Google’s announcement that it might pull out of China came as quite a shock. We know that things haven’t gone completely smoothly over the past couple of years for the search engine but to threaten to leave the world’s biggest internet user market was certainly an interesting move.
Google said it would cease cooperation with Beijing censors and may close down mainland operations altogether following “highly sophisticated” China-based attacks on its system, and those of some 20 other unnamed firms, in what is claimed to be an attempt to access email accounts of Chinese human rights activists.
The Silicon Valley giant has been getting the shake down from Beijing for ages. In 2009 Google’s main search services were blocked as well as its email service, Gmail, which we now know can be hacked into by Beijing’s nerd herd in its risible crack down on "pornography." Other such victims of China’s obsession with control include Facebook, Youtube and Twitter – but then again, that could have equally been backed by the employers’ union.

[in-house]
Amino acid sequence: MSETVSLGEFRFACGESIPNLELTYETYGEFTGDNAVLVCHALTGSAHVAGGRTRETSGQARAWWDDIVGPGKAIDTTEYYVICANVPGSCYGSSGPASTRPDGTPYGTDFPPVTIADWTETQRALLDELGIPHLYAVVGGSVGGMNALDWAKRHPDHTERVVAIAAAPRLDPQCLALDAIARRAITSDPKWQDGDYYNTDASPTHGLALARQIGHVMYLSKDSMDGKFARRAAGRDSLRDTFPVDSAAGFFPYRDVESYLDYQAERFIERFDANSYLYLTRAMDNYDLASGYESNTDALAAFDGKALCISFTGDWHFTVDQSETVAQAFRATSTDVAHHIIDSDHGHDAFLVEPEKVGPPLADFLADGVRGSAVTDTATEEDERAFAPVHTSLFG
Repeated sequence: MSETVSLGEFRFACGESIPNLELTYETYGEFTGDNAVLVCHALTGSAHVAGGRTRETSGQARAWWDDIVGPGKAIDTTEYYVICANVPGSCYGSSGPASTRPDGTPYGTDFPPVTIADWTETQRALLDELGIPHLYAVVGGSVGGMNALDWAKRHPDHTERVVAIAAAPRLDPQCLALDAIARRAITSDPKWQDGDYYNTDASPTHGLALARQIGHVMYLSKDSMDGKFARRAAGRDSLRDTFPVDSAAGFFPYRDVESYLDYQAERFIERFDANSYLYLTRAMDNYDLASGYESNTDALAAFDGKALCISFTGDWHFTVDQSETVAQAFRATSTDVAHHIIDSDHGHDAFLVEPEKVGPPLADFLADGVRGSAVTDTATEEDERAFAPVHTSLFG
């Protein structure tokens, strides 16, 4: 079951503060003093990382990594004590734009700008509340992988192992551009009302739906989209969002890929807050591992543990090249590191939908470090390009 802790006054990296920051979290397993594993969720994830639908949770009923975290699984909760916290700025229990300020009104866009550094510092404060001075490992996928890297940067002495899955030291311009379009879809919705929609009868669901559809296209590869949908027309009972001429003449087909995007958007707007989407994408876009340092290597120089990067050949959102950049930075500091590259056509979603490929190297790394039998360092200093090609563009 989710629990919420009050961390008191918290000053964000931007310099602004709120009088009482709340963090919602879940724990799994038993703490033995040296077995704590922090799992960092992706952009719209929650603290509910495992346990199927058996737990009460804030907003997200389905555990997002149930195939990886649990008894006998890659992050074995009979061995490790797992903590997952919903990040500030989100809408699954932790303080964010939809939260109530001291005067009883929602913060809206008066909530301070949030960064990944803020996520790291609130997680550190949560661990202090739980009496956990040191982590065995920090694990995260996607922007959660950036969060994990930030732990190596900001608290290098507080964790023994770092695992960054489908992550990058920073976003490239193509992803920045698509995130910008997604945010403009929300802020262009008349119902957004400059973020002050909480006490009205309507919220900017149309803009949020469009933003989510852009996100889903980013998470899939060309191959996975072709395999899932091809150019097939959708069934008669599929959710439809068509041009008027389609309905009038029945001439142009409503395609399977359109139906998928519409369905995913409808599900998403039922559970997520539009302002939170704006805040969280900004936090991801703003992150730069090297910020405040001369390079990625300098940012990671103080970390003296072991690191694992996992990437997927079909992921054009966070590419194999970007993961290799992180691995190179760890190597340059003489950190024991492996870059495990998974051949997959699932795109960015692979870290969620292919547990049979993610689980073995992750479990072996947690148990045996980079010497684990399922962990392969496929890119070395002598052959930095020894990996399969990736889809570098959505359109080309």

Commercially Google has not been a big hit in China, despite the some 300 million users and a burgeoning 3G market. The company has simply not been able to compete with domestic search mainstay Baidu which controls 60% of the search sector against Google’s meagre 20%.
Free speech advocates are hailing Google’s decision to no longer hit head at Chinese censors’ feet and abandon its self-imposed ban on certain key searches e.g. a particular summers’ evening in the late 1980s, a type of Andean sheep-type chappy, on its Chinese language site.
Freedom of expression is a perennial issue and one that really gets Western politicians‘ heads shaking and undergrads’ pens scribbling, but is a very real, and very serious issue within China’s borders, as it is in other countries whose governments fear too rapid a pace of change.
How much did free speech and security of information really factor in Google’s threat to shut up shop? And for crying out loud, how many times are some of us going to have to keep changing our email addresses?
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